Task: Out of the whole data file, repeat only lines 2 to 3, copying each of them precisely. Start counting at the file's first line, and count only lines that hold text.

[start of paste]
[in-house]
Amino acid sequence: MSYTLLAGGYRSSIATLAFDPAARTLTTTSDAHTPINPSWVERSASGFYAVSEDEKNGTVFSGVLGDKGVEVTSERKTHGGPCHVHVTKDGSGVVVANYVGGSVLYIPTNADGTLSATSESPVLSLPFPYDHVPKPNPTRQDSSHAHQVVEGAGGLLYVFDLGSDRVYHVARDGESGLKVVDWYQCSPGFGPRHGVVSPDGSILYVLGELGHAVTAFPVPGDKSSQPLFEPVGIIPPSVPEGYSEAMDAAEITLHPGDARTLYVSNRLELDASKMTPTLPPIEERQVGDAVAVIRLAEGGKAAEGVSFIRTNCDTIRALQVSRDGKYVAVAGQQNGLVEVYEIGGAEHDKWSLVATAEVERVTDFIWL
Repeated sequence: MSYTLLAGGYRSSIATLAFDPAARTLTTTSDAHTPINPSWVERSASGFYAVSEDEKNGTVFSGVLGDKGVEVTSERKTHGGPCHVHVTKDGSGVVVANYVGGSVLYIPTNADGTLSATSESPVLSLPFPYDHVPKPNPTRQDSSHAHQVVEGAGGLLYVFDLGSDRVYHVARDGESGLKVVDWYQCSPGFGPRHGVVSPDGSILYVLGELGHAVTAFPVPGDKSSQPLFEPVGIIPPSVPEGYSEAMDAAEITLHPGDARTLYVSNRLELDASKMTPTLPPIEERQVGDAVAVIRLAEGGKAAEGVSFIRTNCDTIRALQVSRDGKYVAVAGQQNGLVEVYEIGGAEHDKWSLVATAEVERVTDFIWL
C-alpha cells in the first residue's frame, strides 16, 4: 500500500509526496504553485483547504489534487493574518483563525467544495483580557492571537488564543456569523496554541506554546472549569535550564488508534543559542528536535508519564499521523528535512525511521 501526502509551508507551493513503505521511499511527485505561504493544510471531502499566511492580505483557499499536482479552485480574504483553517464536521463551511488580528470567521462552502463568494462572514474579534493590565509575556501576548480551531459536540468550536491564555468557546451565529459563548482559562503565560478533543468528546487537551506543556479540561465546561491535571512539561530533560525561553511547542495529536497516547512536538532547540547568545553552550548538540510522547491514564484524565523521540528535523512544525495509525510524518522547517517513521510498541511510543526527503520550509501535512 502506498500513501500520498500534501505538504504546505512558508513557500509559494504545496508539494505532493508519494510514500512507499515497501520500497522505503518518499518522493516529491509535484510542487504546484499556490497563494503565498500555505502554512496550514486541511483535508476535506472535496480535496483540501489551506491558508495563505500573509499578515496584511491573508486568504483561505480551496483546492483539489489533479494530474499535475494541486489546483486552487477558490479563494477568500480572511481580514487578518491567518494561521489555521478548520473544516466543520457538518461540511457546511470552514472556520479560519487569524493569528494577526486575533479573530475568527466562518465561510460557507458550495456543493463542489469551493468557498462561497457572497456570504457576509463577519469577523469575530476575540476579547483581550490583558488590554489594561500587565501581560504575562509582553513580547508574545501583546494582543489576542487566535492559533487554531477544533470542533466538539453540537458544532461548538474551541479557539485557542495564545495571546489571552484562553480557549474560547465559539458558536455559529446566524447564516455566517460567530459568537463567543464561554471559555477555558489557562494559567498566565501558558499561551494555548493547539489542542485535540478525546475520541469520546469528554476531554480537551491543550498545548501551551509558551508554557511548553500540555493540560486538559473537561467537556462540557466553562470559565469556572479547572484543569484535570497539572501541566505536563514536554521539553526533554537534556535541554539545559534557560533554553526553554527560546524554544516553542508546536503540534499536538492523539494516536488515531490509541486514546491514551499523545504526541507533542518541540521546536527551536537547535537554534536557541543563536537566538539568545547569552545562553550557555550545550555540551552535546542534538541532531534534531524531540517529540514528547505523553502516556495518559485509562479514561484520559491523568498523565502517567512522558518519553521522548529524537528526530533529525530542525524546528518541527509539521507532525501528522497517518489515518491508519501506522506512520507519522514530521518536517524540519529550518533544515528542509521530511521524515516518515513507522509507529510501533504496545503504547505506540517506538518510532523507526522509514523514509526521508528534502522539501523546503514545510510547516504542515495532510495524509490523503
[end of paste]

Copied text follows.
Amino acid sequence: MSYTLLAGGYRSSIATLAFDPAARTLTTTSDAHTPINPSWVERSASGFYAVSEDEKNGTVFSGVLGDKGVEVTSERKTHGGPCHVHVTKDGSGVVVANYVGGSVLYIPTNADGTLSATSESPVLSLPFPYDHVPKPNPTRQDSSHAHQVVEGAGGLLYVFDLGSDRVYHVARDGESGLKVVDWYQCSPGFGPRHGVVSPDGSILYVLGELGHAVTAFPVPGDKSSQPLFEPVGIIPPSVPEGYSEAMDAAEITLHPGDARTLYVSNRLELDASKMTPTLPPIEERQVGDAVAVIRLAEGGKAAEGVSFIRTNCDTIRALQVSRDGKYVAVAGQQNGLVEVYEIGGAEHDKWSLVATAEVERVTDFIWL
Repeated sequence: MSYTLLAGGYRSSIATLAFDPAARTLTTTSDAHTPINPSWVERSASGFYAVSEDEKNGTVFSGVLGDKGVEVTSERKTHGGPCHVHVTKDGSGVVVANYVGGSVLYIPTNADGTLSATSESPVLSLPFPYDHVPKPNPTRQDSSHAHQVVEGAGGLLYVFDLGSDRVYHVARDGESGLKVVDWYQCSPGFGPRHGVVSPDGSILYVLGELGHAVTAFPVPGDKSSQPLFEPVGIIPPSVPEGYSEAMDAAEITLHPGDARTLYVSNRLELDASKMTPTLPPIEERQVGDAVAVIRLAEGGKAAEGVSFIRTNCDTIRALQVSRDGKYVAVAGQQNGLVEVYEIGGAEHDKWSLVATAEVERVTDFIWL